calcutta high court

Calcutta High Court: While deciding a revisional application challenging the Metropolitan Magistrate’s order allowing the Enforcement Directorate’s application to commit the case to the Special Designated Court under Section 44(1)(c) of the Prevention of Money Laundering Act, 2002 (PMLA), a single-judge bench comprising of Tirthankar Ghosh, J., affirmed the commitment of the case to the Special Designated Court under PMLA, emphasizing the legislative intent for the same court to try both scheduled offenses and offenses under the PMLA.

Factual Matrix

In the instant matter a revisional application is preferred to challenge the order dated 24-03-2021, issued by the Metropolitan Magistrate, Calcutta under Sections 420/467/468/471 of the Penal Code, 1860 (IPC), whereby the lower court allowed the application filed by the Complainant/Enforcement Directorate (ED), directing the appearance of all accused persons for committing the case to the Special Designated Court under Section 44(1)(c) of the PMLA.

The ED’s application under Section 44(1)(c) of the PMLA detailed the registration of FIRs and charge sheets by CBI and Kolkata Police, highlighting multiple pending charge sheets before different Metropolitan Magistrates. The ED asserted that the scheduled offences were also money laundering offences, initiating an Enforcement Case Information Report (ECIR). Subsequently, a complaint under Section 45 of the PMLA was filed, leading to the transfer of the case to the Special CBI Judge.

Parties’ Contentions

While contesting the impugned order, the petitioners argued that the statutory language did not mandate automatic transfer of the scheduled offence to the Special Court. It was highlighted the legislative amendment removing the word ‘only’ from Section 44(1)(a) and contended that the word ‘shall’ in Section 44(1)(c) should be read as ‘may.’ The petitioner emphasized discretion for regular courts and cited precedents asserting that procedural safeguards should be uniform for similarly situated litigants.

While relying on Section 44 of the PMLA, the respondent-ED contended that the intention was for the Special Court to try both money laundering and scheduled offences. It was argued that Sections 44(1)(a) and 44(1)(c) confer primacy on the Special Court under PMLA, asserting jurisdiction over both offences. It was emphasized that Explanation (i) clarified that trying both offences did not constitute a joint trial.

Court’s Assessment

The Court upheld the order of the Metropolitan Magistrate, emphasizing the legislative intent for the Special Designated Court to try both money laundering and scheduled offences. The court held that a harmonious construction of Sections 44(1)(a), 44(1)(c), and Explanation (i) indicated that the same Special Designated Court should try both scheduled offenses and offenses under the PMLA.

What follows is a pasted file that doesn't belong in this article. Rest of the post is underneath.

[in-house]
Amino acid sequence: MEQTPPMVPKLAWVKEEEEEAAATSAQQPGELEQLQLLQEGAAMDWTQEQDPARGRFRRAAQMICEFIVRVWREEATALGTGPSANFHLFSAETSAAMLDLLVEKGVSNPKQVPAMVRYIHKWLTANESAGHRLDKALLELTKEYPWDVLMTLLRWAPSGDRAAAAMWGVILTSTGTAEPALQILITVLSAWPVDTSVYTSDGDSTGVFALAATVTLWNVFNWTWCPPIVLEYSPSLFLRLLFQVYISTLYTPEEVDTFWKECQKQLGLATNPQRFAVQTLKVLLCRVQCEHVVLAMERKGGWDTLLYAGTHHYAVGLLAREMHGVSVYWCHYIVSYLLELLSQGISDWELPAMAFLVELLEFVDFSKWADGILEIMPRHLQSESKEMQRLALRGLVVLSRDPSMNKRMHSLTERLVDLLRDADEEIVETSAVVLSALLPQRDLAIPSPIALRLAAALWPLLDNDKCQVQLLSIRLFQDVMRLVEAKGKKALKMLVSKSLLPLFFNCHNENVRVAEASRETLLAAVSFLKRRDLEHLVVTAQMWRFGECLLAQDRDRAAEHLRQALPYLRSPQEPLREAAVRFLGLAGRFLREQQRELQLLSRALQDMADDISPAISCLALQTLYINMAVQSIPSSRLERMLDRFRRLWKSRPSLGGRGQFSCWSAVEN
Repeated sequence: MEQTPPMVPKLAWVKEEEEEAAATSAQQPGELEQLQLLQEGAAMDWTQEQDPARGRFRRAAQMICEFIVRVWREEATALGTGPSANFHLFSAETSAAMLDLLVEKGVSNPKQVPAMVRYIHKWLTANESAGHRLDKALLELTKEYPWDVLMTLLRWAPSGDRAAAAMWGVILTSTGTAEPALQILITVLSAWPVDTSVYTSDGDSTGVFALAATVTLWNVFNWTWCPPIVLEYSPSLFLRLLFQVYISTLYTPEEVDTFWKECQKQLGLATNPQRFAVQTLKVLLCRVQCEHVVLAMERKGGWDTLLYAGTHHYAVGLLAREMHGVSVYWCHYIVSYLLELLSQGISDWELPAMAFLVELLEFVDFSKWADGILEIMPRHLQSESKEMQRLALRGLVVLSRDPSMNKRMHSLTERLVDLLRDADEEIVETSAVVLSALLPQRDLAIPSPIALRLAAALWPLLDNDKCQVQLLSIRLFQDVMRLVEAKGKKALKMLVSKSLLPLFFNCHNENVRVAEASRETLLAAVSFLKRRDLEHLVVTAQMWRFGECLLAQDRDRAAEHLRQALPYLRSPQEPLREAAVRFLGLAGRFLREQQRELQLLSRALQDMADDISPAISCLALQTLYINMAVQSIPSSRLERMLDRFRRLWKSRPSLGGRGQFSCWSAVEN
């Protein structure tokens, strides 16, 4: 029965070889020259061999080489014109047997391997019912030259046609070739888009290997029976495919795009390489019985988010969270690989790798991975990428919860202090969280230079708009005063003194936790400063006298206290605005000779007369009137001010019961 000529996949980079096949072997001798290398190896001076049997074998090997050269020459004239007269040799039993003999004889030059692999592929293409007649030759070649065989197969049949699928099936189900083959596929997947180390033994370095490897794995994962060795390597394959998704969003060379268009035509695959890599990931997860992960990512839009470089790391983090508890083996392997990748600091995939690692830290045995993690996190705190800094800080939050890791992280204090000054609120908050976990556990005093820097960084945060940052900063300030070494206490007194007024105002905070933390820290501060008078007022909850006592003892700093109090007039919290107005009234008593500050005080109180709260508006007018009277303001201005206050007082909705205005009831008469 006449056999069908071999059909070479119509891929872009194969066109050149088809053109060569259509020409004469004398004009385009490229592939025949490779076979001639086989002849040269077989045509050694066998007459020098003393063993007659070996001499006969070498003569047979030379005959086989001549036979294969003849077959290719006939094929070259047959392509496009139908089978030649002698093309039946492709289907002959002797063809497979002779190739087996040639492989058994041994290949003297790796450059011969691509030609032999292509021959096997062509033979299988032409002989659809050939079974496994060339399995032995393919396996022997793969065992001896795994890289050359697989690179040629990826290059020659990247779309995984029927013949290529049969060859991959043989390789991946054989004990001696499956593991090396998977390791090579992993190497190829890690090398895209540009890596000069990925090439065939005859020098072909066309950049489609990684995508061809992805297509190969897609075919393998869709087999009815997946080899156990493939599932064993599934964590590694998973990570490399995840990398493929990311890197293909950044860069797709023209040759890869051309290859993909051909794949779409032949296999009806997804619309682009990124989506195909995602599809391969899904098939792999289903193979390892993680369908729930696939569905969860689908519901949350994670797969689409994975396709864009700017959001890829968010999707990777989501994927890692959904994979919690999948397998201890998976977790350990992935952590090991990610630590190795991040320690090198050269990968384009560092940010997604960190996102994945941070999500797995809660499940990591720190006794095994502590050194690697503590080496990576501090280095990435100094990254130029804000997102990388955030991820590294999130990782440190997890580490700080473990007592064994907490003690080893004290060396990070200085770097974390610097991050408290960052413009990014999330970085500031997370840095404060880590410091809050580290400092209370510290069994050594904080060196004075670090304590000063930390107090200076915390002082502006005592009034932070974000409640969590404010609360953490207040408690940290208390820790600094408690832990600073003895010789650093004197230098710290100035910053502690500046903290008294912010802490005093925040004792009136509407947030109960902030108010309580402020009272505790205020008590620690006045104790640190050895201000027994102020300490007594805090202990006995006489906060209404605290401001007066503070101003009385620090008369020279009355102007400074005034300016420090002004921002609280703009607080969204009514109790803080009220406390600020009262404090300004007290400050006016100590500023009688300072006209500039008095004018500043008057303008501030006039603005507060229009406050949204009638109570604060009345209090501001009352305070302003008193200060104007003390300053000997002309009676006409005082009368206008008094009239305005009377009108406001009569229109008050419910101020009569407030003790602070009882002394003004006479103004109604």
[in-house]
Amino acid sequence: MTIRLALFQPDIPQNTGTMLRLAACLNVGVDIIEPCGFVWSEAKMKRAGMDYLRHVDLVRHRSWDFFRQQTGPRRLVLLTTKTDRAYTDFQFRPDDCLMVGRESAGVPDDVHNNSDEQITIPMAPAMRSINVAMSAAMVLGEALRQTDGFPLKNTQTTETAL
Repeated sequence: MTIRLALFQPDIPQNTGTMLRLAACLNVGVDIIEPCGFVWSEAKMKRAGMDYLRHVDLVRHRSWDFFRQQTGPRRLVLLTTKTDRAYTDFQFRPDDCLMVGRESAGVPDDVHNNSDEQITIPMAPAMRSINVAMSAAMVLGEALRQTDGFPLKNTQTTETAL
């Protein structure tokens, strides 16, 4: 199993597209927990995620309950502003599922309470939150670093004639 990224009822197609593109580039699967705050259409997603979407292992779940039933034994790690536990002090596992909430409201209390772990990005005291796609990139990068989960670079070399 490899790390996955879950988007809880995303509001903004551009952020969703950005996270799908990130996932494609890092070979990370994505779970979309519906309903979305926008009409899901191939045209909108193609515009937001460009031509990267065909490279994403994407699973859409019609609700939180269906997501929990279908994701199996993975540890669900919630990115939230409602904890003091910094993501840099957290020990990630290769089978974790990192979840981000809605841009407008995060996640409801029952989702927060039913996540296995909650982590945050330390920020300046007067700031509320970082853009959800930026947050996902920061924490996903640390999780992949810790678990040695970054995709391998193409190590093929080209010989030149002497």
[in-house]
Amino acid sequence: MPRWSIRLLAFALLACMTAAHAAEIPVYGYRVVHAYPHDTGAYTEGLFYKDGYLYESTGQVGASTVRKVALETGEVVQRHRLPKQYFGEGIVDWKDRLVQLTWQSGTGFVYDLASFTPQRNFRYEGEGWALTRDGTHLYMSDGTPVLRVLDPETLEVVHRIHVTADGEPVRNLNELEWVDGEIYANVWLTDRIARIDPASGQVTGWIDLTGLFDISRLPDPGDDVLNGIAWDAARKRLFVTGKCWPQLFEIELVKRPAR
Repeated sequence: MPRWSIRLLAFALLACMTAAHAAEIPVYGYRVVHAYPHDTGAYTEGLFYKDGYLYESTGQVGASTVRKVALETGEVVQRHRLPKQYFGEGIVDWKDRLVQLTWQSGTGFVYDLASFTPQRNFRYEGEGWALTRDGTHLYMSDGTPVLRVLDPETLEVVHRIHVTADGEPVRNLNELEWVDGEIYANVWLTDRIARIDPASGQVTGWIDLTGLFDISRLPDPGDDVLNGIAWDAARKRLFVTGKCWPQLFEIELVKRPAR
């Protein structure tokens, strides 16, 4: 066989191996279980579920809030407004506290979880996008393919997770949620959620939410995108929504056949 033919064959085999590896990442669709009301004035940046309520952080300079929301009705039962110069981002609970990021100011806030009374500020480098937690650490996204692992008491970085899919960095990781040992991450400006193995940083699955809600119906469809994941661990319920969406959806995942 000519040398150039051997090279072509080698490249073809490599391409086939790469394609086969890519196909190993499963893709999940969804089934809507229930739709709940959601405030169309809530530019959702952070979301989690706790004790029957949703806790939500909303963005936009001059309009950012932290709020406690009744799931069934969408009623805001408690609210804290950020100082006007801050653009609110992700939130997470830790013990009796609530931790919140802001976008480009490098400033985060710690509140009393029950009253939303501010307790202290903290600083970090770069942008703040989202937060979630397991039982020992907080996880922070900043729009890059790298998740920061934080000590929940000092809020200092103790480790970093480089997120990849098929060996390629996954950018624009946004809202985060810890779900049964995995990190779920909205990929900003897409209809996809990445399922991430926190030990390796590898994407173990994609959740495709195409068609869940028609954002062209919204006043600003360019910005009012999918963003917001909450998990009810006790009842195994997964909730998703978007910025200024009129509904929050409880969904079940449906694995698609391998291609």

“…a conjoint reading of Section 44(1)(a), Section 44(1)(c) along with Explanations (i) to the Section 44(1) makes it abundantly clear that the legislative intention was that one and same Court would try both the offences and the Special Designated Court being vested with the Sessions power for dealing with offences under PMLA would try such offence.”

While rejecting petitioners’ arguments regarding the discretionary nature of the provision and the deletion of the word ‘only’ in Section 44(1)(a) of the PMLA, the Court affirmed the significance of ‘shall’ in Section 44(1)(c) and the absence of a mandate for joint trials. The Court emphasized the interconnected nature of the offences and the impact of trial outcomes on both aspects of the case. The Court confirmed the Special Designated Court as the appropriate venue for the trial.

Court’s Decision

The Court held that the order did not warrant interference, and the revisional application was dismissed. Any pending applications were disposed of, and interim orders, if any, were vacated.

[Ranjit Singh Kothari v. State of W.B., 2023 SCC OnLine Cal 4662, order dated 22-11-2023]

*Judgment by Justice Tirthankar Ghosh

Advocates who appeared in this case :

Mr. Ayan Bhattacherjee, Mr. Indrajit Adhikari, Mr. Amitabrata Hait, Mr. Suman Majumder, Counsel for the Petitioners

Mr. Vipul Kundalia, Mr. Anurag Roy, Ms. Uneaza Ali, Counsel for the ED/Opposite Party 2

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